Altered Carbon is another Netflix Original based on a novel by the same name. Netflix continues to impress with its casting, Joel Kinnaman recognizable from movies such as Suicide Squad and The Killing, is a great front-runner for the show. He’s accompanied by James Purefoy from A Knight’s Tale and Mexican actor Martha Higareda. The casting itself is widely diverse, and even though the actors aren’t A-list or on most radars, it’s still dependable and sells the story.
The setting for this series is all about dark neons and cyberpunk aesthetics. The show easily fits in with the rest of Netflix’s darker shows like Black Mirror and The End of the F***ing World. Yet, it sets itself apart within the science-fiction and mystery genres. Unlike Black Mirror, the show doesn’t reflect on the issues of society today, but the potential society of tomorrow. In the world of Altered Carbon people can live forever, as long as they can pay for it.
The show begins with the main character, Takeshi waking up for the first time in 250 years. He’s in a new skin, or “sleeve” as the characters call them. He’s being recruited to solve a murder because of the resume he claimed centuries ago. Takeshi is a man who constantly fights with his past, he’s a character that watchers can easily be swept up in. Kinnaman’s portrayal of him leaves little to be desired; it’s a match made in heaven.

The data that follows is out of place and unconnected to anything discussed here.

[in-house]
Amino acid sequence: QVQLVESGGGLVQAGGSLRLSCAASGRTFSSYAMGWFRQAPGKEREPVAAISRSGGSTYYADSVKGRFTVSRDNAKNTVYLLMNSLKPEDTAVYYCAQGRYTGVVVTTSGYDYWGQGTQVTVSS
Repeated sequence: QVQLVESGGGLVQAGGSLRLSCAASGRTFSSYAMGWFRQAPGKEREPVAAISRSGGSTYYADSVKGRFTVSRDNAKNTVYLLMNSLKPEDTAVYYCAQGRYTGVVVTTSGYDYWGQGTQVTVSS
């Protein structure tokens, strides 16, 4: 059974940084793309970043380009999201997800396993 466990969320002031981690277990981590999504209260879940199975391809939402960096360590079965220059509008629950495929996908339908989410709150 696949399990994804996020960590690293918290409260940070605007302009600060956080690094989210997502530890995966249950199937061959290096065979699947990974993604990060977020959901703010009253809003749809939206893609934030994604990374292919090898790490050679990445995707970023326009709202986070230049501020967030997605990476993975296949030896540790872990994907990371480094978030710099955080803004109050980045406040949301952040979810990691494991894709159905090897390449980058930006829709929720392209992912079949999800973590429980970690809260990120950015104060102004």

Altered Carbon tackles problems of morality, family issues, and the use of virtual reality. The characters themselves have some pretty cool technological enhancements. It would be impossible to see a traditional phone; the iPhone of the future is attached directly to your eye in a cybernetic upgrade.
The world building in this show is enough to make viewers consider reading the source material for more of the little they have been shown. Explaining everything would have taken away from the visuals far too much. The original book Altered Carbon, published in 2002, is written by Richard Morgan, an author from the United Kingdom.
The visuals in the show are captivating. The sets and themes match the content of the show a little too well. It’s easy to see the influences from classic sci-fi movies, Blade Runner and Neuromancer. The colour scheme and imagery are immersive and distract from some dialogue that can be taken as a little too blocky.
A word of warning for those feint of heart, the show is graphic and deals with mature themes.
Graphic above by Lea Clarin